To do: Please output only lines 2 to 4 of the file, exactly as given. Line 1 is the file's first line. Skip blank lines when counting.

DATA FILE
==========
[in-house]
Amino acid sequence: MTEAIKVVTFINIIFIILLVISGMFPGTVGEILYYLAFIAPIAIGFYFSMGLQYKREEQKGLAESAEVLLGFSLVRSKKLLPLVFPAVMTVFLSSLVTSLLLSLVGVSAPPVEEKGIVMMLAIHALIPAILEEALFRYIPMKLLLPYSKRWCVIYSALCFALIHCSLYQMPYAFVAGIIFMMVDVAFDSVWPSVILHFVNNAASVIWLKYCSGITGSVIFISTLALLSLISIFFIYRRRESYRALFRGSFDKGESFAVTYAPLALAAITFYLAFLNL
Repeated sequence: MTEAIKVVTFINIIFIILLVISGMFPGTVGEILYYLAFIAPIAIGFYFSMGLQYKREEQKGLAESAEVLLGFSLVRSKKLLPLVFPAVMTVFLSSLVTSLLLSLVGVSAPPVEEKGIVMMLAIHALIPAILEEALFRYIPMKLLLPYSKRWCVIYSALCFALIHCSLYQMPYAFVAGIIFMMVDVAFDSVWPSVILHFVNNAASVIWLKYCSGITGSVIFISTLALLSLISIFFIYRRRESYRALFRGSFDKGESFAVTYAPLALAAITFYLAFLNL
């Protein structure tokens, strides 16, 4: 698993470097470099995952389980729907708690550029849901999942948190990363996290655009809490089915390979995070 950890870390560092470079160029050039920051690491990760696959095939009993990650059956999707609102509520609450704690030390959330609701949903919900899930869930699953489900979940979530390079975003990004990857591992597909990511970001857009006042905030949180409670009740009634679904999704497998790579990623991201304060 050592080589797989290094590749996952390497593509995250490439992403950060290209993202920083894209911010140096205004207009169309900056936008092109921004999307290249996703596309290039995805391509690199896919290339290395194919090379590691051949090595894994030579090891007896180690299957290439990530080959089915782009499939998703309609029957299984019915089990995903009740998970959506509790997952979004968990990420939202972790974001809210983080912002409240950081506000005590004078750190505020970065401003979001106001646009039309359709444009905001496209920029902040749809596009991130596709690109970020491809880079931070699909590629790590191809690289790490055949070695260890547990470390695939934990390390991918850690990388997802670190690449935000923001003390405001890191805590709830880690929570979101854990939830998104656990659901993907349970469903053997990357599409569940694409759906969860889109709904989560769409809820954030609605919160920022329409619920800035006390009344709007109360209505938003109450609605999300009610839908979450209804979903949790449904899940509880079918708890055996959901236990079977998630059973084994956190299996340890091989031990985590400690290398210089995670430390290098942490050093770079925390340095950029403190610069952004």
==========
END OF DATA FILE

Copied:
Amino acid sequence: MTEAIKVVTFINIIFIILLVISGMFPGTVGEILYYLAFIAPIAIGFYFSMGLQYKREEQKGLAESAEVLLGFSLVRSKKLLPLVFPAVMTVFLSSLVTSLLLSLVGVSAPPVEEKGIVMMLAIHALIPAILEEALFRYIPMKLLLPYSKRWCVIYSALCFALIHCSLYQMPYAFVAGIIFMMVDVAFDSVWPSVILHFVNNAASVIWLKYCSGITGSVIFISTLALLSLISIFFIYRRRESYRALFRGSFDKGESFAVTYAPLALAAITFYLAFLNL
Repeated sequence: MTEAIKVVTFINIIFIILLVISGMFPGTVGEILYYLAFIAPIAIGFYFSMGLQYKREEQKGLAESAEVLLGFSLVRSKKLLPLVFPAVMTVFLSSLVTSLLLSLVGVSAPPVEEKGIVMMLAIHALIPAILEEALFRYIPMKLLLPYSKRWCVIYSALCFALIHCSLYQMPYAFVAGIIFMMVDVAFDSVWPSVILHFVNNAASVIWLKYCSGITGSVIFISTLALLSLISIFFIYRRRESYRALFRGSFDKGESFAVTYAPLALAAITFYLAFLNL
């Protein structure tokens, strides 16, 4: 698993470097470099995952389980729907708690550029849901999942948190990363996290655009809490089915390979995070 950890870390560092470079160029050039920051690491990760696959095939009993990650059956999707609102509520609450704690030390959330609701949903919900899930869930699953489900979940979530390079975003990004990857591992597909990511970001857009006042905030949180409670009740009634679904999704497998790579990623991201304060 050592080589797989290094590749996952390497593509995250490439992403950060290209993202920083894209911010140096205004207009169309900056936008092109921004999307290249996703596309290039995805391509690199896919290339290395194919090379590691051949090595894994030579090891007896180690299957290439990530080959089915782009499939998703309609029957299984019915089990995903009740998970959506509790997952979004968990990420939202972790974001809210983080912002409240950081506000005590004078750190505020970065401003979001106001646009039309359709444009905001496209920029902040749809596009991130596709690109970020491809880079931070699909590629790590191809690289790490055949070695260890547990470390695939934990390390991918850690990388997802670190690449935000923001003390405001890191805590709830880690929570979101854990939830998104656990659901993907349970469903053997990357599409569940694409759906969860889109709904989560769409809820954030609605919160920022329409619920800035006390009344709007109360209505938003109450609605999300009610839908979450209804979903949790449904899940509880079918708890055996959901236990079977998630059973084994956190299996340890091989031990985590400690290398210089995670430390290098942490050093770079925390340095950029403190610069952004």